The Energy of Incompletes

I am consumed by the many projects I have started and never completed. Everywhere I turn in my office and at home, I am reminded of these incompletes.

QUESTION:

I am consumed by the many projects I have started and never completed. Everywhere I turn in my office and at home, I am reminded of these incompletes. I feel drained. What can I do?

ANSWER:

You are not alone. Everyone has works in progress, and yes, they can be exhausting. Incompletes can run from a half-hearted attempt to clean out the clutter in your office, to a painful conversation with a loved one that still needs closure, an employee manual that needs updating, or chart audits that always seem to linger at the bottom of the to-do list. You can only focus on so much at a time, so when these incompletes crowd your space, they rob you of the energy necessary to live your full life.

Your goal is to complete tasks. Where do you start? Write down each project or to-do that is on your incomplete list. You can make two lists: one for professional and one for personal incompletes. Free up space in your busy mind and get your thoughts onto paper.

With your list in hand, explore the reasons why you have not completed each of these tasks. See if any of these explanations are a fit for you:

  • You don’t really want to do it. Whose voice is saying you must complete this? It might not be yours. How meaningful is it to you to finish this? Give yourself permission to say “no” and not feel guilty.
  • You are not clear how to proceed with this project. You lack the knowledge, systems, or skills to complete it, so you do nothing.
  • It is a project or task that involves a difficult decision. Perhaps it is painful for you or affects people you don’t want to hurt. You choose not to struggle with the issue so you leave it hanging.
  • There are so many ways the project can be completed that you become frozen in your choices. Do you want to change the style or color, scrap it and start over, make it bigger or smaller, and so on? Too many decisions, so you make none.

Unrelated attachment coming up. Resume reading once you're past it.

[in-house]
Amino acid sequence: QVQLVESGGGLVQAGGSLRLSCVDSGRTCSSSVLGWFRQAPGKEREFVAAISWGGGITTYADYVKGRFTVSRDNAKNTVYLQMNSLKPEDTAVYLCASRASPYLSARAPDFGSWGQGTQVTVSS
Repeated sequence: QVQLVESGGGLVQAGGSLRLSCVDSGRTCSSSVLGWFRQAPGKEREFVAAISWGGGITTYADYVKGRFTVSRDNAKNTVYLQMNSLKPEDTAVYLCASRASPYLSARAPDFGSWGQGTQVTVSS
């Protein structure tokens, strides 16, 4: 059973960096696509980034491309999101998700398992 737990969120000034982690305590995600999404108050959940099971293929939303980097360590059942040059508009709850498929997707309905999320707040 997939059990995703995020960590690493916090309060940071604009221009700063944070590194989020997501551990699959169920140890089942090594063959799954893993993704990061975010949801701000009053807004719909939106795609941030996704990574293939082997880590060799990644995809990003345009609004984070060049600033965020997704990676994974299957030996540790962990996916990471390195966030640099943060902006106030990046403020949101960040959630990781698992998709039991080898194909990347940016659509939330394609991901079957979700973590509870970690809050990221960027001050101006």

• It has to be perfect. Dentists strive for perfection in most aspects of their lives, and this is no exception. You’re halfway through a project and it’s not turning out the way you’d like, you’re frustrated, and you put it aside. Out of sight, out of mind. Not quite.
  • You have bad work habits. You’re lazy, easily distracted, lose parts of the project, have a cluttered work area, and you procrastinate.
  • Something better catches your eye. At least you think it’s better, and you’re running to something new.
  • You have poor time-management skills and never find the time.

Next, remove any of the projects that you first thought you had to do and now realize don’t need to take up any more space in your mind or life. Be rid of them or delegate them to someone else. Don’t look back.

Prioritize the remaining items. Rank them in order of meaning and importance to you. What needs to get finished first, second, and so on?

Start with the top three incompletes. Look at the reasons for their unfinished status and write down what it will take to complete each task. Do you need more information, clarity, or help? Do you need to lower your expectations, schedule the time for it, or just need to do it? You will not be able to move forward if you skip this step.

Break each task into smaller ones. Gather the necessary tools and then set a date to accomplish each one, then do them. Schedule a completion day (use one of your buffer days and involve your team if needed) or weekend and involve your entire family for projects around the house. Put your focus on completion. Three projects completed are more freeing than none and better than 20 incompletes.

Your list will change as life happens. Keep working the system described to reap the rewards. You’ll have positive completeness energy rather than the draining energy of incompletes. You will also notice that when you complete, you allow the “new” into your life because you’ve created physical and mental space for it. Now, that’s invigorating!

P.S. Your checklist will look similar to the one above.
© 2007 Stephanie Houseman, DMD


Stephanie Houseman, DMD
Dr. Houseman practiced dentistry in St. Louis for 25 years. She is married to a dentist, has two grown children, and understands all too well the demands we place on ourselves. She now works with dentists who want to simplify their lives so that they can enjoy themselves again. She is a graduate of the Coaches Training Institute, creator of the 7 Steps 2 A Balanced Life Program, and author of “The Balance Beam,” a weekly e-newsletter about balance and life. Reach Dr. Houseman at www.7steps2abalancedlife.com or (618) 639-5433.

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